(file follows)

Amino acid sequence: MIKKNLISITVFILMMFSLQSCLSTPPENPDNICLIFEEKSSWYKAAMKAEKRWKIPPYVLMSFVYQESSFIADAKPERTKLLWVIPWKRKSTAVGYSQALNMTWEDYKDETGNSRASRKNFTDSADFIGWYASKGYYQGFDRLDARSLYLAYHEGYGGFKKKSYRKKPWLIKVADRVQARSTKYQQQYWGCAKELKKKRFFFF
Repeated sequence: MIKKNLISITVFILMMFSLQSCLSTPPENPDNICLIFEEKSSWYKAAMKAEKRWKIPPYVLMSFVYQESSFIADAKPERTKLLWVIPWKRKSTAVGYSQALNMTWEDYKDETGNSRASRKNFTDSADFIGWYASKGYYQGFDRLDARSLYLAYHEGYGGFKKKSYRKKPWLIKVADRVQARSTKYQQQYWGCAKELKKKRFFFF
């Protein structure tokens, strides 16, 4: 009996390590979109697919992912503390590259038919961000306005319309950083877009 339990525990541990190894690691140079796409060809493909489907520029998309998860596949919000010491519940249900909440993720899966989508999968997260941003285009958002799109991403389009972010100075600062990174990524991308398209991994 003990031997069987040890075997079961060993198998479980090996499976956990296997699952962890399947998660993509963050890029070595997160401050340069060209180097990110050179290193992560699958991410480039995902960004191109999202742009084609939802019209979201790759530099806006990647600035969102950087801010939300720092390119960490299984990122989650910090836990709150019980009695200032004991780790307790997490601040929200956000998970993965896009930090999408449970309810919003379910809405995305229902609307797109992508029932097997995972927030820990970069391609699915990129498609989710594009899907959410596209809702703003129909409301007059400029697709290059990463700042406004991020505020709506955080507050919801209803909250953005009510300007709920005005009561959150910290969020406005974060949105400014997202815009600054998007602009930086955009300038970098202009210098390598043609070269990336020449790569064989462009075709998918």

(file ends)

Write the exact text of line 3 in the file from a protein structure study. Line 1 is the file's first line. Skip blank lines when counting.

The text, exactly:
């Protein structure tokens, strides 16, 4: 009996390590979109697919992912503390590259038919961000306005319309950083877009 339990525990541990190894690691140079796409060809493909489907520029998309998860596949919000010491519940249900909440993720899966989508999968997260941003285009958002799109991403389009972010100075600062990174990524991308398209991994 003990031997069987040890075997079961060993198998479980090996499976956990296997699952962890399947998660993509963050890029070595997160401050340069060209180097990110050179290193992560699958991410480039995902960004191109999202742009084609939802019209979201790759530099806006990647600035969102950087801010939300720092390119960490299984990122989650910090836990709150019980009695200032004991780790307790997490601040929200956000998970993965896009930090999408449970309810919003379910809405995305229902609307797109992508029932097997995972927030820990970069391609699915990129498609989710594009899907959410596209809702703003129909409301007059400029697709290059990463700042406004991020505020709506955080507050919801209803909250953005009510300007709920005005009561959150910290969020406005974060949105400014997202815009600054998007602009930086955009300038970098202009210098390598043609070269990336020449790569064989462009075709998918």